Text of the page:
A glimpse into the work of William Tyler, Daniel Bachman and Ryley Walker, a trinity of artists using heartland sensibilities as launchpad to uncharted domains.
Surely, we’ve all heard the tale of Jack and The Beanstalk in some shape or form. Unlike a lot of fairy tales, this one leaves you ambivalent of who’s the good guy and who’s the bad guy. For better or worse, Jack, an English farmer’s boy, is often depicted as the protagonist in popular culture, the underdog. A kid struck by poverty forced into desperation to steal from a powerful and savage giant living in a fortress on top of the clouds.
When the giant finally caught Jack in the act of stealing some precious artifacts, he does the sensible thing: chase the intruder down the giant beanstalk. Without hesitation, Jack chopped down the beanstalk, sending the giant plummeting to his death. When people tell you, to “wake up in the real world, life is not a fucking fairy tale”, bringing up Jack and The Beanstalk might make them think otherwise.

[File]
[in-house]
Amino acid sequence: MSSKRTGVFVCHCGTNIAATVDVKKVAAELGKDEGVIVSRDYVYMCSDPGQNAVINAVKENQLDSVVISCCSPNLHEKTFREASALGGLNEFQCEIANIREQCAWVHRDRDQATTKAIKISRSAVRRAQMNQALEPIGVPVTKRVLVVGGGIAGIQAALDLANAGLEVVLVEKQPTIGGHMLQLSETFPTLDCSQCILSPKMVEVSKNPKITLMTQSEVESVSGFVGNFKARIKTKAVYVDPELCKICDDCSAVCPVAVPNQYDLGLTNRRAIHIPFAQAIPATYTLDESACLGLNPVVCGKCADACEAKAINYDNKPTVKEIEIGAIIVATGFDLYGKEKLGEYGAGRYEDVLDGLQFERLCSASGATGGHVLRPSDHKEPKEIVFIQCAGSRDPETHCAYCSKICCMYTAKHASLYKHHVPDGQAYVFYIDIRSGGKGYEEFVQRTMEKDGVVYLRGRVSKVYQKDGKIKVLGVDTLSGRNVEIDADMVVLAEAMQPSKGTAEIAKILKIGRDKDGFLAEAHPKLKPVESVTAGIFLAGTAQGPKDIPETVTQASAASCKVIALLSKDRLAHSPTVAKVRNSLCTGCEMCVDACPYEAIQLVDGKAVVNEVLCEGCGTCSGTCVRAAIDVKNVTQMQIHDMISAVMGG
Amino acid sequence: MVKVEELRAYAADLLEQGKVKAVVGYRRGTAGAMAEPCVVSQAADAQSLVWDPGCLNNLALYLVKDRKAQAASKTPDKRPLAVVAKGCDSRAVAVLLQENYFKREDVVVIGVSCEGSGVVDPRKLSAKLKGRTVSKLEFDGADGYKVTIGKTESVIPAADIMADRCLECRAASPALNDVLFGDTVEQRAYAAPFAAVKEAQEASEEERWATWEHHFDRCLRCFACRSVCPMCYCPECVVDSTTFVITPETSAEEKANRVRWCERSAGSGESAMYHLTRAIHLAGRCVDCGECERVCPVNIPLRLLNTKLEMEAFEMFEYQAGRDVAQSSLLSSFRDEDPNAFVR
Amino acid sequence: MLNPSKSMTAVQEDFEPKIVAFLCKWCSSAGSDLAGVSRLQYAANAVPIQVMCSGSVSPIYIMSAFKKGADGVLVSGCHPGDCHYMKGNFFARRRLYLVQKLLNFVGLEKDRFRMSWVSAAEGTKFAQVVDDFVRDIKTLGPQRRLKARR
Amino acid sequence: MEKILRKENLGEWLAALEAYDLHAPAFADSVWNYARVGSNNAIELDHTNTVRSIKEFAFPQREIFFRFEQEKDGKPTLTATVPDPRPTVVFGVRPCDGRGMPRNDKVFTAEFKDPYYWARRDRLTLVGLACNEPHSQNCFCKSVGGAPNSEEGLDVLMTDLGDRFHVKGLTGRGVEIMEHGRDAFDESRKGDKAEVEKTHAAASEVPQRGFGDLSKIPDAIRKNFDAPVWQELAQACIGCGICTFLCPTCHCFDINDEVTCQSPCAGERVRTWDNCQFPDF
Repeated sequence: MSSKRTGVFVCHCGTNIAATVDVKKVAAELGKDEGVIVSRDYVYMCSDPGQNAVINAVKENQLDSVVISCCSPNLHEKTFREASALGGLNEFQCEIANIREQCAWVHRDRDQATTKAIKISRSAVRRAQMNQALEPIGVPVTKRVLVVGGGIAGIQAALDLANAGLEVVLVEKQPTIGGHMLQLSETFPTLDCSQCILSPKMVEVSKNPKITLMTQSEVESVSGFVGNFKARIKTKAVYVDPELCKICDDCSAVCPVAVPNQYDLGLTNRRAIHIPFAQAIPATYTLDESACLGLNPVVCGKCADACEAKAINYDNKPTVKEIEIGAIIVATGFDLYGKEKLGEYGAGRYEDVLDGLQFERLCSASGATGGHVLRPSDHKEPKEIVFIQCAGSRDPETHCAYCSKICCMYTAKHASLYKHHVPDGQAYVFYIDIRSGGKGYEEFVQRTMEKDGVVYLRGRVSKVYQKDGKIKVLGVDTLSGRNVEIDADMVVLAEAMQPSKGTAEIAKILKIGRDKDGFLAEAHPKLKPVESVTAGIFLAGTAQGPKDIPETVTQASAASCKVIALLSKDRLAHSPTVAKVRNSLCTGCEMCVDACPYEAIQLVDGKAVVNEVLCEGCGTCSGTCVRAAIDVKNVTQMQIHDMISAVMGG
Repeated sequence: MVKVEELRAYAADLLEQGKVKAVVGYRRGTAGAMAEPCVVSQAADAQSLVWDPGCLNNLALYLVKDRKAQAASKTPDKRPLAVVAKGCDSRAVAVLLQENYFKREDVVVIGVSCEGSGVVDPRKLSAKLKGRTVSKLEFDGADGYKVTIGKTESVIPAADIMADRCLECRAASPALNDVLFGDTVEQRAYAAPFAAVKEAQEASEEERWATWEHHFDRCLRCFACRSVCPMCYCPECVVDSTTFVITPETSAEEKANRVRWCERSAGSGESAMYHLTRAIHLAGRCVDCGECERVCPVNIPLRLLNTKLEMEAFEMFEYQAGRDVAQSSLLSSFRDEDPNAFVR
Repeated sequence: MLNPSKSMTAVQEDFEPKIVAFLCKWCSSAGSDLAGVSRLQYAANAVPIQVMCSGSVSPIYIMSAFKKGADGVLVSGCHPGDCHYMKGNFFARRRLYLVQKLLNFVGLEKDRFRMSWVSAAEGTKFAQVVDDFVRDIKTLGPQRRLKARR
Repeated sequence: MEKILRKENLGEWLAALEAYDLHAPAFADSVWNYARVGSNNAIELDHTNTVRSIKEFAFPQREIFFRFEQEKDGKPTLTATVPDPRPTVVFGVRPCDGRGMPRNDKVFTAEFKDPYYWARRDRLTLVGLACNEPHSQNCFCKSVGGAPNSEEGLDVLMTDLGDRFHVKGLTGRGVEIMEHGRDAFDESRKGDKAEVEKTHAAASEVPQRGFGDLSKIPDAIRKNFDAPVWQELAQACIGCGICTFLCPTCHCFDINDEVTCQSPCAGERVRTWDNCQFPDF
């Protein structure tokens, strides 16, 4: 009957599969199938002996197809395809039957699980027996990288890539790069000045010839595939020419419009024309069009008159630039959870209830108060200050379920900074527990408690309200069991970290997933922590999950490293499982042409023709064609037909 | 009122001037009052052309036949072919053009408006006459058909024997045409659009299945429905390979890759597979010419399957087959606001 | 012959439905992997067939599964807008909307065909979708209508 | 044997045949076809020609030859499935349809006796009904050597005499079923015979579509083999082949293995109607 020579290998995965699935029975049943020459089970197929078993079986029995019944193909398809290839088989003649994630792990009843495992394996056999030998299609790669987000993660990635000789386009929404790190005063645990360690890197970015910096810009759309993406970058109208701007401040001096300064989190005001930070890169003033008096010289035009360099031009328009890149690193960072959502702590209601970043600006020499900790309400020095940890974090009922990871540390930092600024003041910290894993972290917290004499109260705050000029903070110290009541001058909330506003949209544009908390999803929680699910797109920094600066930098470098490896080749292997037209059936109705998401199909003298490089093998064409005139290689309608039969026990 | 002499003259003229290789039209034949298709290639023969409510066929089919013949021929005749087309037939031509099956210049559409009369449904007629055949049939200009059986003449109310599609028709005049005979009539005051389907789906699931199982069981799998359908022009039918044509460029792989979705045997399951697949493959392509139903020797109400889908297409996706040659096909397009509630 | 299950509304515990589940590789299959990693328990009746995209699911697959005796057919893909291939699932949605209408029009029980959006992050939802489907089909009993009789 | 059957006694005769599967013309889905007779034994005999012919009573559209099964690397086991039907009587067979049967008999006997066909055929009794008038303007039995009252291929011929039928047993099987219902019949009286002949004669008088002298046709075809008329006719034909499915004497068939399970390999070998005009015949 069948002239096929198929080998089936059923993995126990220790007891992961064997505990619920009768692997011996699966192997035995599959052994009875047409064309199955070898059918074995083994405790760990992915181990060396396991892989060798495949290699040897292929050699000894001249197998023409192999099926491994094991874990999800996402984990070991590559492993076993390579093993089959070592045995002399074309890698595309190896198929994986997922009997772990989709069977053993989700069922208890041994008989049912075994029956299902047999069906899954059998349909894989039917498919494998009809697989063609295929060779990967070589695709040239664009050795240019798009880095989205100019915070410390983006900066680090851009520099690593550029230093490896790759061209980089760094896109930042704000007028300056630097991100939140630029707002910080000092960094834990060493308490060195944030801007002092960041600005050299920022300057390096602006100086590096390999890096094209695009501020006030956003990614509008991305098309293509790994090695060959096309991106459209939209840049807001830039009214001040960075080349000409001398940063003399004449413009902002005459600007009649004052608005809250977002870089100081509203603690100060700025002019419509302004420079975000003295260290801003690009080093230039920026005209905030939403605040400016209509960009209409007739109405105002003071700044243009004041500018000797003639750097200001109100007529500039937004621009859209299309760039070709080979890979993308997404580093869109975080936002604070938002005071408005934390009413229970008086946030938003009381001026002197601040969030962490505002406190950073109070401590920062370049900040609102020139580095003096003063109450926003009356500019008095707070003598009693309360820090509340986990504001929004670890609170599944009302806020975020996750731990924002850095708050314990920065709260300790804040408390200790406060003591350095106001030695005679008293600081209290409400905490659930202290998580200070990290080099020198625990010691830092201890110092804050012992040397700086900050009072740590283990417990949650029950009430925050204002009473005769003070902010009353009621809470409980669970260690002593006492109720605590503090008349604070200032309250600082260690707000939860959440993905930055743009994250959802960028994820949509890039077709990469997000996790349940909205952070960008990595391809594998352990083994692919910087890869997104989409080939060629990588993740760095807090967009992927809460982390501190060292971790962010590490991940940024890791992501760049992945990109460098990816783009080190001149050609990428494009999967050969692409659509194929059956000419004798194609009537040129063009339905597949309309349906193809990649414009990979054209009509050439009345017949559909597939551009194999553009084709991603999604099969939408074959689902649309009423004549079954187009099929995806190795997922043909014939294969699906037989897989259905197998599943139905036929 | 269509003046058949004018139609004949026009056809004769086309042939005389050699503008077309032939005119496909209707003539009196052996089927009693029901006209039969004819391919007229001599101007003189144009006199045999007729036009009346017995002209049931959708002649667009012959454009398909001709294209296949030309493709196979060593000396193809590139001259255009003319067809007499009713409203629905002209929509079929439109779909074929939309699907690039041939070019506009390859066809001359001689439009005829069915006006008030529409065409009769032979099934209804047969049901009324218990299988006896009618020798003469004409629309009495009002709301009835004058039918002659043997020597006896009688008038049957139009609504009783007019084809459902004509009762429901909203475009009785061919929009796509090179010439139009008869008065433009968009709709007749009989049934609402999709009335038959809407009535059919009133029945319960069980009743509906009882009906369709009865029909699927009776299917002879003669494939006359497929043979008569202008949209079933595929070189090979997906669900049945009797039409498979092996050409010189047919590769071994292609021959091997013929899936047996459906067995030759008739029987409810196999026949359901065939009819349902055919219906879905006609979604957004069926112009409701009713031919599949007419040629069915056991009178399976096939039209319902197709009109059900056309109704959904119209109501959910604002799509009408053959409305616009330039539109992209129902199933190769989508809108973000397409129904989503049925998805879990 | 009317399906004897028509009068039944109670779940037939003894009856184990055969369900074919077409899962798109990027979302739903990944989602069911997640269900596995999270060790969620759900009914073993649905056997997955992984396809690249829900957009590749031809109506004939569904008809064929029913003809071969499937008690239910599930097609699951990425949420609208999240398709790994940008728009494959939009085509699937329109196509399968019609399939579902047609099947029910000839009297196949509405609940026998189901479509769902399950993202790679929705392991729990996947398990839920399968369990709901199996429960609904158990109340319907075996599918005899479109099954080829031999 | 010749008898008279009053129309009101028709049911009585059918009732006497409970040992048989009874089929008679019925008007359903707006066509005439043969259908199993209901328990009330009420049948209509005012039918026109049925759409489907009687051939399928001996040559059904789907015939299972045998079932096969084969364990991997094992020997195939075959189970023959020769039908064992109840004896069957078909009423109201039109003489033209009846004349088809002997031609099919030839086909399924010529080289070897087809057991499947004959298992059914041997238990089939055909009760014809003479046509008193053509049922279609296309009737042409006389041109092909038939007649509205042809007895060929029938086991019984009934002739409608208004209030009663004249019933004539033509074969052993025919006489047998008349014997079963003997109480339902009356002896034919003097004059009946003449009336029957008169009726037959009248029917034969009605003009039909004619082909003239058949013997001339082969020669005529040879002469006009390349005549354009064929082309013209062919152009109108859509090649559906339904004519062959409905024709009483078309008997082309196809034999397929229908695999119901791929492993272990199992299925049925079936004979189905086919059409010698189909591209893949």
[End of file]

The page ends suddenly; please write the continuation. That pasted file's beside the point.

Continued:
Rest assured, this article isn’t going to be about how Jack and The Beanstalk is some sort of allegory to Western colonialism and capitalism in this dog-eat-dog world. I’ll leave that to someone more qualified understanding of politics and history than myself. The reason I brought up Jack and The Beanstalk isn’t to substantiate our loss of innocence and sense of wonder in the world.
In fact, it’s to reinforce those sentiments. Music, for one has always had that rare ability to augment our daily realities and perceptions. Like roots growing from the soil into a magical beanstalk to the heavens, a trinity of American musicians – William Tyler, Daniel Bachman and Ryley Walker – take bucolic, heartland sensibilities to unexplored new heights.